When doctors first confirmed Yemeni port official Saleh had contracted COVID-19, authorities raced to trace his movements to try and protect one of the world's most vulnerable countries.
But almost three weeks on, they still do not know whether Yemen's first laboratory-confirmed case is really the individual at the root of what could be an unusually devastating outbreak.
The information gap reflects Yemen's inability to detect, let alone repel, an infection humbling far wealthier nations.
Read the latest updates in our dedicated coronavirus section.
Split into rival power centres, its medical infrastructure shattered by war and seen by the United Nations as the world's worst humanitarian crisis, Yemen is handicapped by its own destitution in its fight against the new coronavirus.
Altaf Musani, the head of the World Health Organisation (WHO) Yemen mission, said transmission of the disease in Yemen could be in what he called a phase of "individual cases", a possible prelude to clusters of infection.
But it is proving impossible to identify so-called “patient zero”, an important step in tracking and tracing all those potentially exposed to infection and containing an outbreak.
A health worker takes temperature of passengers of a van, amid fear of coronavirus disease, on the outskirts of Taiz, Yemen on April 12, 2020. (Reuters)
Saleh, a heavy smoker with heart problems whose condition has been described as stable, was tested on April 7 at a medical facility in the southern Ash Shihr port after showing symptoms. On April 10 he was tested again: Positive on both occasions.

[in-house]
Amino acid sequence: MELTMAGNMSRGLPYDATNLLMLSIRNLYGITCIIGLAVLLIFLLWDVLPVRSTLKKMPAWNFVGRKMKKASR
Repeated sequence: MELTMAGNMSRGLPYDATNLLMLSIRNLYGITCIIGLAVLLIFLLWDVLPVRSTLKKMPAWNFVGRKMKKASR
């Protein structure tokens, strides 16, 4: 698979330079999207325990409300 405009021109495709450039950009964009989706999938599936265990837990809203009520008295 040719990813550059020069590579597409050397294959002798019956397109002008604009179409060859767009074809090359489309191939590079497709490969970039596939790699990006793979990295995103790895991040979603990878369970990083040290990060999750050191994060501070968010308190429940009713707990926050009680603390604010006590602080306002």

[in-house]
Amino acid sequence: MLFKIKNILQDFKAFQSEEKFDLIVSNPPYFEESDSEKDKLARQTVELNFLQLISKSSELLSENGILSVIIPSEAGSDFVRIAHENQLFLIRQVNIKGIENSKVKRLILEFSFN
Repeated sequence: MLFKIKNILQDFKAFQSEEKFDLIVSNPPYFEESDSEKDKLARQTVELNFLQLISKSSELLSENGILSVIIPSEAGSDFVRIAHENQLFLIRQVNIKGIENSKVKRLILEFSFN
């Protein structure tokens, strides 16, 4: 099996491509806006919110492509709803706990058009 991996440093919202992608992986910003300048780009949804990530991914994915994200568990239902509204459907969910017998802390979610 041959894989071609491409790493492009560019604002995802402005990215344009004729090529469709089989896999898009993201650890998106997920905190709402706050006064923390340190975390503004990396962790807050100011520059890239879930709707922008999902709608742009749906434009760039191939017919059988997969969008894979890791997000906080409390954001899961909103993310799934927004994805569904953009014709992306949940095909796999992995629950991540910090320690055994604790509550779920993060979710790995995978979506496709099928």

Health officials then scrambled to identify more than 150 people in the southern Hadhramout region who had met and dealt with the 60-year-old in the two weeks before he was diagnosed, the head of the national coronavirus committee said.
“All the close contacts were monitored and some showed some symptoms but were negative when they were tested,” Ali al-Walidi told Reuters. Instead, their coughs and fever were normal flu.
Read more: UN Envoy Martin Griffiths on developments, efforts in Yemen amid coronavirus crisis
Some 20 people including Saleh's family who were in close contact with him were ordered to self-isolate for two weeks.
Authorities concluded they could not say if Saleh, whose full name is withheld due to privacy reasons, was Yemen's first spreader of the infection due to inadequate testing capacity.
“We spent an hour-and-a-half with him in the ambulance to transfer him to an isolation room in another hospital, it felt like a year-and-a half,” said nurse Majdi Baqhoum, worried to be dealing with a COVID-19 patient for the first time.
Ash Shihr port was shut for deep cleaning for a week and Hadhramout, Yemen's largest province, imposed a partial curfew and all its workers were ordered to self-isolate for two weeks.
Nurses receive training on using ventilators, recently provided by the World Health Organization at the intensive care ward of a hospital allocated for coronavirus patients in preparation for any possible spread of the disease, in Sanaa, Yemen on April 8, 2020. (Reuters)
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